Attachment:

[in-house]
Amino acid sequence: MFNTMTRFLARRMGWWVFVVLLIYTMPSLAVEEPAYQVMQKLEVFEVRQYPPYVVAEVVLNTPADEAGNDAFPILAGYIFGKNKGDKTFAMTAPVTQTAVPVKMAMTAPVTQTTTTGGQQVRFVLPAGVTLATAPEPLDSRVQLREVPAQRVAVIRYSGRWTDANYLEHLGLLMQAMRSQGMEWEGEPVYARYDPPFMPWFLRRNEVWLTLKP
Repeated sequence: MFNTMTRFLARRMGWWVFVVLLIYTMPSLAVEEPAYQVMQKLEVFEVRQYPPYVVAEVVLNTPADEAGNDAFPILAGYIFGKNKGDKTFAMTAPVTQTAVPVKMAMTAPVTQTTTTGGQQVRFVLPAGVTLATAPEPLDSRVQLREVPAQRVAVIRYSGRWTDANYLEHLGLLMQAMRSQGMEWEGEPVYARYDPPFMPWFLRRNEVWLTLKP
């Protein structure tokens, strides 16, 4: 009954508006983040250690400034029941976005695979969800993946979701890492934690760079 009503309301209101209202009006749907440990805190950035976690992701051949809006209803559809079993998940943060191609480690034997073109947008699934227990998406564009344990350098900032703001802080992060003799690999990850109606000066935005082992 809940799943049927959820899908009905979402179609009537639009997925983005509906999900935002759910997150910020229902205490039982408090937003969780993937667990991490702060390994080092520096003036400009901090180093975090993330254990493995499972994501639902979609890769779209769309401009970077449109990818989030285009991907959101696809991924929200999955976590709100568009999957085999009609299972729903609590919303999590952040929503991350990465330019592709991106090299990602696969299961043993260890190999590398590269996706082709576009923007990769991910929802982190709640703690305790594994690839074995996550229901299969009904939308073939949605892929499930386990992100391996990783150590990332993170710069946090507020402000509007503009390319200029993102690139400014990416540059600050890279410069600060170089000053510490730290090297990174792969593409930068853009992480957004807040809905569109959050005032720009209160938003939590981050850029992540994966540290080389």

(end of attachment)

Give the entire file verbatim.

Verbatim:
[in-house]
Amino acid sequence: MFNTMTRFLARRMGWWVFVVLLIYTMPSLAVEEPAYQVMQKLEVFEVRQYPPYVVAEVVLNTPADEAGNDAFPILAGYIFGKNKGDKTFAMTAPVTQTAVPVKMAMTAPVTQTTTTGGQQVRFVLPAGVTLATAPEPLDSRVQLREVPAQRVAVIRYSGRWTDANYLEHLGLLMQAMRSQGMEWEGEPVYARYDPPFMPWFLRRNEVWLTLKP
Repeated sequence: MFNTMTRFLARRMGWWVFVVLLIYTMPSLAVEEPAYQVMQKLEVFEVRQYPPYVVAEVVLNTPADEAGNDAFPILAGYIFGKNKGDKTFAMTAPVTQTAVPVKMAMTAPVTQTTTTGGQQVRFVLPAGVTLATAPEPLDSRVQLREVPAQRVAVIRYSGRWTDANYLEHLGLLMQAMRSQGMEWEGEPVYARYDPPFMPWFLRRNEVWLTLKP
């Protein structure tokens, strides 16, 4: 009954508006983040250690400034029941976005695979969800993946979701890492934690760079 009503309301209101209202009006749907440990805190950035976690992701051949809006209803559809079993998940943060191609480690034997073109947008699934227990998406564009344990350098900032703001802080992060003799690999990850109606000066935005082992 809940799943049927959820899908009905979402179609009537639009997925983005509906999900935002759910997150910020229902205490039982408090937003969780993937667990991490702060390994080092520096003036400009901090180093975090993330254990493995499972994501639902979609890769779209769309401009970077449109990818989030285009991907959101696809991924929200999955976590709100568009999957085999009609299972729903609590919303999590952040929503991350990465330019592709991106090299990602696969299961043993260890190999590398590269996706082709576009923007990769991910929802982190709640703690305790594994690839074995996550229901299969009904939308073939949605892929499930386990992100391996990783150590990332993170710069946090507020402000509007503009390319200029993102690139400014990416540059600050890279410069600060170089000053510490730290090297990174792969593409930068853009992480957004807040809905569109959050005032720009209160938003939590981050850029992540994966540290080389």